A new report prepared by a bipartisan staff delegation of the U.S. Senate Foreign Relations Committee that visited Tibet finds that Chinese economic and social policies are “fueling discontent” among Tibetans. The report offers recommendations for U.S. Tibet policy to promote the inclusion of Tibetans in decision-making based on the conclusion that “Tibetans … live under a political system that too often affords them little real power over their own affairs.” The delegation also called for the establishment of a U.S. consulate in Lhasa.

The delegation, which comprised four staff members of the Committee, visited Lhasa in September 2010, arriving via the Qinghai-Tibet railway. One staff member also made observations in Amdo, traveling though Tibetan autonomous areas in Qinghai and Gansu provinces. The main purpose of the trip, the first by Committee staff since August 2002, was to “identify areas of common ground, particularly in the areas of equitable economic development, environmental protection, and cultural preservation.”

Typical for official visitors to the Tibet Autonomous Region, the delegation’s itinerary was “carefully scripted” by the Chinese authorities. As an example, they described the “Potemkin-like quality” of a “model village” designed to show the modernity of Tibetan dwellings. However, the members did assert time for themselves to wander unescorted to talk to local residents.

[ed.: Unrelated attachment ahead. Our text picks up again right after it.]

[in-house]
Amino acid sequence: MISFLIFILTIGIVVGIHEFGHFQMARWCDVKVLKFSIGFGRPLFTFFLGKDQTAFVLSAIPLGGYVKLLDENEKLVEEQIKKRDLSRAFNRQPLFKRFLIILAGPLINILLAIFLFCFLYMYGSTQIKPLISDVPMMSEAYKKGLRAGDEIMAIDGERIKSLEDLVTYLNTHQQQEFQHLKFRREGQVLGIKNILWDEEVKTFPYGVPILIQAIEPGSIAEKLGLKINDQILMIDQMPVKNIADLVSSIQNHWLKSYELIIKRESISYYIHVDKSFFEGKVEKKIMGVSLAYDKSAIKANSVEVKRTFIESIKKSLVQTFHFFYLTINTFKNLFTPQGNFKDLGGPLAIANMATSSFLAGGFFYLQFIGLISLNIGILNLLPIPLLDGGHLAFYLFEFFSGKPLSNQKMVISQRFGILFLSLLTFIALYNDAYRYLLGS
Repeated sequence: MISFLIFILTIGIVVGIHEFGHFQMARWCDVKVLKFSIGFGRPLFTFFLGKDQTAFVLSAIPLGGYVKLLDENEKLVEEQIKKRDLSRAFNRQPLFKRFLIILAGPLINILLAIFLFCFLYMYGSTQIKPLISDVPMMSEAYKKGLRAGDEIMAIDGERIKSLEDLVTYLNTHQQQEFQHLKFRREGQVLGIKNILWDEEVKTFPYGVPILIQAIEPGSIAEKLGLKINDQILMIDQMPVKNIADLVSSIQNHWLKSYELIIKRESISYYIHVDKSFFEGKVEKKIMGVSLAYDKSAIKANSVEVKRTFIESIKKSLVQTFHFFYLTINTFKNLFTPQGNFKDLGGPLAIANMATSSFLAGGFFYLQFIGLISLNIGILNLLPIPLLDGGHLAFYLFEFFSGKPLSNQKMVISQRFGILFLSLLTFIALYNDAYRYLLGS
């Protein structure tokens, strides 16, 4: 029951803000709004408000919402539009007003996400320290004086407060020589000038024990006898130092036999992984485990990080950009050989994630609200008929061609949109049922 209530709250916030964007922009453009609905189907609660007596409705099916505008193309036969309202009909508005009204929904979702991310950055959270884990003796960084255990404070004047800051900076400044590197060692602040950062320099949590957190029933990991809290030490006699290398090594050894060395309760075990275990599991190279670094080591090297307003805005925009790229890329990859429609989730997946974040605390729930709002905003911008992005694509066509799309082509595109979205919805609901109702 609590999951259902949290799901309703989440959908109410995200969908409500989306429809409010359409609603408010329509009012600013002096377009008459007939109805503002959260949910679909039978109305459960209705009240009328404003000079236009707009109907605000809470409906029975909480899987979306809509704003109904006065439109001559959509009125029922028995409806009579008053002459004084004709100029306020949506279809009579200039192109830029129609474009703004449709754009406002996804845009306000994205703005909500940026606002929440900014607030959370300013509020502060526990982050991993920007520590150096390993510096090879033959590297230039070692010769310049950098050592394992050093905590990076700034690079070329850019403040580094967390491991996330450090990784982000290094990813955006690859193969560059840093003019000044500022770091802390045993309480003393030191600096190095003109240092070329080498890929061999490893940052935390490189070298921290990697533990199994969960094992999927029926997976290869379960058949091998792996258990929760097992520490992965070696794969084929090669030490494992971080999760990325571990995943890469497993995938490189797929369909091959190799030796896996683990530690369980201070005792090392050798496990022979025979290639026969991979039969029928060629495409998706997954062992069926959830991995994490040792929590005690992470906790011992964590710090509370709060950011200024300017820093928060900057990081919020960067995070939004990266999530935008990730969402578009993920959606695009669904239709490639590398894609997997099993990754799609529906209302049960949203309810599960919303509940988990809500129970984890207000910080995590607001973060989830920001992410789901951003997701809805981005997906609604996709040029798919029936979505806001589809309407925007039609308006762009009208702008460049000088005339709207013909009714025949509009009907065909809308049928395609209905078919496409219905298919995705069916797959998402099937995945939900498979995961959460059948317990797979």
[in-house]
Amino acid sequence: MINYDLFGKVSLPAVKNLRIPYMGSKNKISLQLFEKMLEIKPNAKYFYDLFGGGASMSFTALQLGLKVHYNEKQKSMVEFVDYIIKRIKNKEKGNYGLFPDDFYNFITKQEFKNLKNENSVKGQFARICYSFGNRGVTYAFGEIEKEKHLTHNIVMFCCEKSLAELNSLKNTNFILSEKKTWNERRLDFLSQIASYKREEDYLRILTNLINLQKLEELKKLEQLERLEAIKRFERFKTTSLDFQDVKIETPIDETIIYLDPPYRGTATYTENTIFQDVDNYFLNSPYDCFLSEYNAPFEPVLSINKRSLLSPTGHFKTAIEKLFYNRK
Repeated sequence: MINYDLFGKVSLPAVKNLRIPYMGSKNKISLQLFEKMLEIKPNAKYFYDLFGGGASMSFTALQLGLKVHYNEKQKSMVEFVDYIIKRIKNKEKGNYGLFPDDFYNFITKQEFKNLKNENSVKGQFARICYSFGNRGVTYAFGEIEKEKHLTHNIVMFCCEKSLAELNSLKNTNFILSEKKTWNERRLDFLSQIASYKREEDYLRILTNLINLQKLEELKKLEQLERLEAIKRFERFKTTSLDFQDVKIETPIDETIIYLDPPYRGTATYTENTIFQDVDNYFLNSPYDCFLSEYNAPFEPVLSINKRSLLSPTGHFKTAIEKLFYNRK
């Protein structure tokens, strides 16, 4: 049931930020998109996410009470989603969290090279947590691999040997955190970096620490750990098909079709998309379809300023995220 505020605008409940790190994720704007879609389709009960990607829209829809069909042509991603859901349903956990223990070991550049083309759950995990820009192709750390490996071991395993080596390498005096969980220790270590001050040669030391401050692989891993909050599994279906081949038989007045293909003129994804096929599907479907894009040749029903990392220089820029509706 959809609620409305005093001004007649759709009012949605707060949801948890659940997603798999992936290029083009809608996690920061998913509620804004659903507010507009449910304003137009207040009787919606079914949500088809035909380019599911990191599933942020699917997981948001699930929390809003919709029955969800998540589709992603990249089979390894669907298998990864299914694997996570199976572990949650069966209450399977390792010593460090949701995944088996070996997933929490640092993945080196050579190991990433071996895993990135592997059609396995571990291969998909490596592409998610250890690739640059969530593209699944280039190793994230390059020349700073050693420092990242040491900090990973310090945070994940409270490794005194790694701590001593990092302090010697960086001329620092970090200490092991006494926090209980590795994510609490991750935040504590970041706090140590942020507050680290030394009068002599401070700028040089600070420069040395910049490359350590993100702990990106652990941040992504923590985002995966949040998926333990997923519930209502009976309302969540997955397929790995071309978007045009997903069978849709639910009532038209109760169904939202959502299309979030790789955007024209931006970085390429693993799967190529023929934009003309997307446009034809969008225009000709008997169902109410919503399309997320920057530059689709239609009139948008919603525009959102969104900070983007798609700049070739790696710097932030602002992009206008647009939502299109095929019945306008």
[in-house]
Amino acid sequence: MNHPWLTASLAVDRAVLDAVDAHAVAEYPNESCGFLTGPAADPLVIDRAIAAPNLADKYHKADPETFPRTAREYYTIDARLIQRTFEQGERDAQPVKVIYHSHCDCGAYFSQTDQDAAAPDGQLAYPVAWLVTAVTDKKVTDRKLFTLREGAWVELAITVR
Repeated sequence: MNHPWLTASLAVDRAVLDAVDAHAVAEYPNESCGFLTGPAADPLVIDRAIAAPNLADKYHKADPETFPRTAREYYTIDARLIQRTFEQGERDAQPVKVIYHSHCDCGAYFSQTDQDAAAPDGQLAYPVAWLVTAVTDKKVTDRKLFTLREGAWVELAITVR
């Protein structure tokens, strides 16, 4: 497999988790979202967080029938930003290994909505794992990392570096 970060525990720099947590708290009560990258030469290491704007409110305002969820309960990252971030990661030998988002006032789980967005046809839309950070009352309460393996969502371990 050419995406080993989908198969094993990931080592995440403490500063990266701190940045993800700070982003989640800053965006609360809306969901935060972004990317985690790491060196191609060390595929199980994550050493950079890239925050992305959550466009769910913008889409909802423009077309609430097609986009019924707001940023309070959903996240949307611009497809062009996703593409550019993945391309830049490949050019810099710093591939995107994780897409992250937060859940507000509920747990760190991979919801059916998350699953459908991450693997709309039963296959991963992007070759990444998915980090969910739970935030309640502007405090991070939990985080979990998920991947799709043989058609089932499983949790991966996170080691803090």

The delegation reported on the “scale and scope of the economic transformation that is obviously underway in Tibet,” citing “massive investment” in transportation infrastructure, housing, and education. The report cites official statistics on economic development in the region, including housing construction, school enrollment and graduation rates and economic growth rates. It says Chinese investment has “improved the lives of Tibetans” even as it notes that “a large percentage of the jobs created by the boom are going to Han Chinese rather than native Tibetans.”

The report concludes that “discrimination, Han migration and growing income equality are also fueling discontent,” and that “restrictions on religious practice … are also a major source of unhappiness for many Tibetans.” One delegation member paraphrased a famous Beatles song to characterize the result of Chinese policies in Tibet as “Money can’t buy you love.”

The report’s release comes three weeks after His Holiness the Dalai Lama issues a call for “fact-finding” delegations to Tibet to find out if Tibetans are truly happy under Chinese policies.

The report offers ways for U.S. policy-makers to work collaboratively with Chinese government officials on polices to help Tibetan autonomous areas. The delegation recommends that the U.S. government:

  • “identify specific projects in the areas of sustainable economic development, environmental protection, and cultural preservation that could be undertaken jointly;”
  • “seek to scale up existing U.S.-funded NGO activities in Tibetan regions;” and
  • “encourage China to relax restrictions on movement of U.S. government officials, journalists, tourists, and pilgrims to and from Tibetan regions, and, consistent with the Tibet Policy Act, press China to permit the United States to open a Consulate in Lhasa.”

A copy of the report can be found at: http://foreign.senate.gov/download/?id=E3A86CB6-499B-4228-9F2F-2B046E0ADE83